I am really pleased with it. It looks nothing like my original plan but it is more professional looking than I ever expected. I can't say that it is what I would do if I had the chance again - I would do something in much brighter colours (I think mine is a little wishy!) with different patterns (I'd like to do something more geometric I think) - but that is what learning is all about. One of the other great things on the course was seeing what everyone else was doing and seeing how it developed. I'd really like to have another go now I have a better understanding of what can be done with the tiles, how the colours look and what the grouting does to the design.
In the middle of the mosaic-ing weekend I also found some time on Saturday night to make 20 cards for my mum whilst watching a recording of Kirstie's Homemade home (my quilt is never going to be as good as hers!). The cards are good luck cards for my mum to give to the other performers in the amateur show she is in (it has a Mexican theme!). I think they are quite effective for something so cheap and quick to make:

Just before I stumbled off to bed last night exhausted but happy something supremely exciting and momentous happened. At 20.41 exactly I made my FIRST EVER SALE in my folksy shop. I am so pleased. YAY!

This little fella is already winging his way to a new owner. I know I will miss him but I'm happy to share his love with someone else! Plus, there is plenty more where that came from...

Now off to art class....
Dotty xx

Friday, 8 May 2009

Fabric Stash!

At the request of the lovely Sandra at Pepperberry&Co here is a quick glimpse of the fabrics I bought on Wednesday whilst that pesky Clive the carrot was hijacking my blog!

This is also a sneak peak at the quilt I am making (I didn't take any before pictures as I was itching to get started!). This is my first ever quilt. I'll post some more pics of it when I'm finished - I've only done the top at the moment. Its based on a pattern in a fab book called "Bend the Rules Sewing" by Amy Karol (check out her fab blog Angry Chicken). The quilt is a bit too pink (I wanted to use turquoise but I couldn't find enough matching turquoise fabrics!) and I have no idea what I am going to do with it but I am already insanely proud of it - I never thought I'd be able to do something like this. Bit worried about the actual quilting and binding but we'll see what happens.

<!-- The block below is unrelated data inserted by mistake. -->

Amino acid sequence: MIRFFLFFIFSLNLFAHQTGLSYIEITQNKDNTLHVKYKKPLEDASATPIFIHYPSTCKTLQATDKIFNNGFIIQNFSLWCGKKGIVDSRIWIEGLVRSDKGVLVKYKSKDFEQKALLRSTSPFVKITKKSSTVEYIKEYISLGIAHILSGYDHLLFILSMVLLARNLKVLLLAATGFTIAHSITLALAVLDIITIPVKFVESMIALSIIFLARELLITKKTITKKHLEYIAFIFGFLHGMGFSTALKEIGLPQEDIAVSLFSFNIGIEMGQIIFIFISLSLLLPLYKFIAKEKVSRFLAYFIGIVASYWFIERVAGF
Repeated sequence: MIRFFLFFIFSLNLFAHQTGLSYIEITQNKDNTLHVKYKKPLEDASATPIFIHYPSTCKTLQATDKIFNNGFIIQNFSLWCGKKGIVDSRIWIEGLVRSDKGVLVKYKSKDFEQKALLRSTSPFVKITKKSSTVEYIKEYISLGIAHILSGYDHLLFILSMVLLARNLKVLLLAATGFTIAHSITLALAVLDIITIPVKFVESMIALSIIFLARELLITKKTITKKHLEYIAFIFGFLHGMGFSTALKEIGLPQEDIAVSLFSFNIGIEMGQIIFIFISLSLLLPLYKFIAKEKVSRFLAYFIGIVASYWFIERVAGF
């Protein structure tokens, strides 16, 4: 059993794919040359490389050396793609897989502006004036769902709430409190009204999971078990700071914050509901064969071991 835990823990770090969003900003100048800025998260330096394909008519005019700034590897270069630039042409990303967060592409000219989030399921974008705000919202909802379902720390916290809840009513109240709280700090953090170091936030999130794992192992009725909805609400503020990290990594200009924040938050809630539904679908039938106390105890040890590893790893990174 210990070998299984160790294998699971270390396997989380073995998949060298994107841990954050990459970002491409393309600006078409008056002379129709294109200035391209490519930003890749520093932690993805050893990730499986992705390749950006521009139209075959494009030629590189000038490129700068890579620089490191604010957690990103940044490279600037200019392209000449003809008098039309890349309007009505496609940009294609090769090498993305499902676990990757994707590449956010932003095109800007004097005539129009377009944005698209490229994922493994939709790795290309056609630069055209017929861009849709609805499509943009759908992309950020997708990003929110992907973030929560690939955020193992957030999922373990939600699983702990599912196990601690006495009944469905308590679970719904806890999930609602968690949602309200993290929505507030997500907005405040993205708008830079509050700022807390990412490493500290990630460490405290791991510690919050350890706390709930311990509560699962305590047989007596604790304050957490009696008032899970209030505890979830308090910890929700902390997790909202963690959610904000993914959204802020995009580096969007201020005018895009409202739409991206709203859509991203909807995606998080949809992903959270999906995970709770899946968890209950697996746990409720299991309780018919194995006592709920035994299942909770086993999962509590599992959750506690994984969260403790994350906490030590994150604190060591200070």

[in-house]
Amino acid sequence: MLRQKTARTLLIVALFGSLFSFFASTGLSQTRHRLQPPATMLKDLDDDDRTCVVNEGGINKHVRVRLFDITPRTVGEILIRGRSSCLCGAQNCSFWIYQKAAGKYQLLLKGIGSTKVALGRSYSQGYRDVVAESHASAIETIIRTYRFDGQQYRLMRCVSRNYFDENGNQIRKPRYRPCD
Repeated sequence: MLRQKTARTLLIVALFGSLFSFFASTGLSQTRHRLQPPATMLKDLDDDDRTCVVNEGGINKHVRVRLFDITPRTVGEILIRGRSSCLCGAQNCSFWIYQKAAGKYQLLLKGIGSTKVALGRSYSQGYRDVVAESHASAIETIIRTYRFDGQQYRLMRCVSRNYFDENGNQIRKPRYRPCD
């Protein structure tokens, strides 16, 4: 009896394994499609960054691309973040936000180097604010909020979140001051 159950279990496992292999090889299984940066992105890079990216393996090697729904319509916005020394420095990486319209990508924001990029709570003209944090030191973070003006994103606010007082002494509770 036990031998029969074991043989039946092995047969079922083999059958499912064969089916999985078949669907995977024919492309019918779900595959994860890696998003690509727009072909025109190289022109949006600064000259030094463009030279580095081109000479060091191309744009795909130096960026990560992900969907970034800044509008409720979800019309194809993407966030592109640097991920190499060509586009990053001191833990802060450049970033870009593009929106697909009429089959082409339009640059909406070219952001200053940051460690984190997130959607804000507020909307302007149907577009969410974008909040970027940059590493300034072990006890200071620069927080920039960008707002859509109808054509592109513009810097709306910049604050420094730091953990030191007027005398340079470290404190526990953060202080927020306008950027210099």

I've got this lovely Cath Kidston fabric to put on the back. I don't normally buy Cath Kidston as it is a bit expensive but I couldn't resist this!

And as if that wasn't enough look what arrived in the post this morning - yay!

I LOVE these fabrics and I have lots of plans for them. Unfortunately they were a bit soggy when they arrived - thanks Royal Mail!! They made it all the way from the US unharmed and then they got wet being delivered this morning!

There won't be much blogging going on round here this weekend as I'm going to a weekend mosaic workshop. I am very excited - I have always wanted to learn how to make a mosaic. We are supposed to bring a few ideas with us and I already have a notebook full! Hopefully I'll have lots of pics to show you and a lovely mosaic at the end!

Right - I'm off to paint the bathroom - woohoo! The fun never stops...

Dotty xx

PS. Sorry about the rubbish pics - stupid English weather is not giving me much good light at the mo!

Wednesday, 6 May 2009

A message from Clive the carrot

Yoo hoo! Hello? Anyone there?

That dotty one is too sleepy for blogging today. (She's had a hard day shopping for fabric to make her first ever quilt!) I thought I'd take advantage of the situation so I've snuck on to do a quick blog myself.

My name is Clive. I am a carrot. I can see very well in the dark but that doesn't make up for the fact that I'm a little lonely....the dotty one hasn't made me any friends to play with :o( She doesn't really know what to do with me and I wonder if she thinks I'm a bit pointless really.....